But most newspaper opinion pieces have been misleading to say the
least. Anger continues to be erroneously equated with aggression, an
error that contributes to the silencing of this all-important emotion.
Girls are never supposed to be angry -- this is clear from the
and escalating pathologization of this emotion when exhibited by girls.
And so this commentary must begin with a critical distinction. Anger is
an emotion while aggression is a form of behaviour. Anger is a human
emotion. It is not hostility, aggression nor violence. For centuries
anger “was considered a sin, a weakness, and a madness to be avoided or
contained” (Thomas, 1993,
p. 390). In fact it is still listed as one of
the seven deadly sins along side covetousness, envy, gluttony, lust,
pride, and sloth (Worldbook
Media Encyclopedia, 2001). Around the
time of Freud, the western view of anger began to change. Not only was
the suppression of anger now deemed harmful, suppressed anger or anger
turned inward was widely viewed as a factor in the prevalence of
depression in women (Thomas,
Emotions provide us with important information about what is going on
around and within us. Emotions are messages about our experiences and
the experiences of others. Cox,
(1999) view emotions
as mobilizers around injustice and have argued that anger has a pivotal
role in enabling self-definition. Carol Gilligan (1990) views
“the political emotion par excellence -- the bellwether of oppression,
injustice, bad treatment [and] the clue that something is wrong in the
emotional surround” (p. 527). Jean Baker Miller (1985)
has argued that
“women’s assigned subordinate position generates anger” (p. 1).
She further states that subordinates (including women) are made to feel
that they are at fault for feeling angry, and that there is no cause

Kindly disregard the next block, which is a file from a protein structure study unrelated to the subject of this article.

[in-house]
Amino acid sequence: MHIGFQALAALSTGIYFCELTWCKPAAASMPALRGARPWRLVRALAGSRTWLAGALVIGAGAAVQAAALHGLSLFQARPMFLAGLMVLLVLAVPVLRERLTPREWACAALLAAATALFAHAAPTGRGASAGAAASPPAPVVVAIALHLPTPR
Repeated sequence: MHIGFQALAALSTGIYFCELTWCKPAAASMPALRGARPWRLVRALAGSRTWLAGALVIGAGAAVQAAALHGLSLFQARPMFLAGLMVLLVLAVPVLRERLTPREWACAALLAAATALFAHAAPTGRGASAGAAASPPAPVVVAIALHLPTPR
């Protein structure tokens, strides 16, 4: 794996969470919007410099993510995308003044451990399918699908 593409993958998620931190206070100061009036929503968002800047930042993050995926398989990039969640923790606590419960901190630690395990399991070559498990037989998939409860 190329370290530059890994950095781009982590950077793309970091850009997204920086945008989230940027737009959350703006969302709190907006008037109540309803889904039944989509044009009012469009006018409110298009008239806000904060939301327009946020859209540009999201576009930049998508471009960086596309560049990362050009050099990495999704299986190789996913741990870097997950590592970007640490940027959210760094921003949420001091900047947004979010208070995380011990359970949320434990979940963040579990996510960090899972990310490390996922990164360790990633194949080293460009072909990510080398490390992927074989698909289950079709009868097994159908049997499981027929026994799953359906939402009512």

for the anger. The conclusion to be made is that there must be
something wrong with them. Women, she argues, have been convinced that
being a woman means being completely without anger; hence being angry
will predictably feel threatening to a woman’s sense of self,
especially if it is wrapped up in notions of hegemonic femininity.
believes that years of repressing one’s anger lead to
depression, perceived unworthiness, passivity, and poor health.
Dana Jack (1991)
suggests that, “a woman’s anger stems from (a) unmet
relational needs; (b) self blame for giving up her own needs and goals
for the sake of a relationship with a man; and (c) the prescription of
behaviors and a “feminine” identity including requirements to be
selfless, self sacrificing, emotionless and good” (pp. 179-80).
Similarly, in It hurts most around
Thomas, Smucker and
Droppleman (1998) argue that anger is rooted in emotional pain and
treatment that is unfair and disrespectful. Miller (1985) believes
that rather than anger itself, it is the constraints on both the
expression and recognition of anger by women that is problematic. She
believes that “our culture continually produces anger both at the
social level and during the course of individual psychological
development” (p. 181). Being in a subordinate position will, according
to Miller (1985),
constantly generate anger -- anger that is unwanted and
dismissed by the dominant group. Miller (1985) believes
that the recognition
of and the expression of anger are key in the initiating the
resolution of depression in women.
For these reasons, among others, anger is not something to be managed,
or avoided. It is something to be understood and listened to. Building
on the work of Judith
Duerk (1989), it may be understood that anger is
a gift. It brings with it the chance to strike root in deeper ground
within oneself, forcing one to listen to the voice of the self within.
Anger comes as a gift asking that a young woman recognize the
not-so-quiet, steady voice of her own truth.
Feminist Perspectives on Anger in the
Lives of Girls and Young Women
There has been substantive feminist interest in anger as experienced by
girls and women. For example, in Meeting
Psychology and Girls’ Development, Brown and Gilligan (1992)
interviewed over 100 girls aged 7 to18 over a period of four years;
they found that a majority of the girls interviewed had received the
same messages and responses as women receive about anger, just as
Miller (1985) had
earlier proposed. Several girls spoke about “giving over”
their strong feelings of frustration, anger, or fears of abandonment to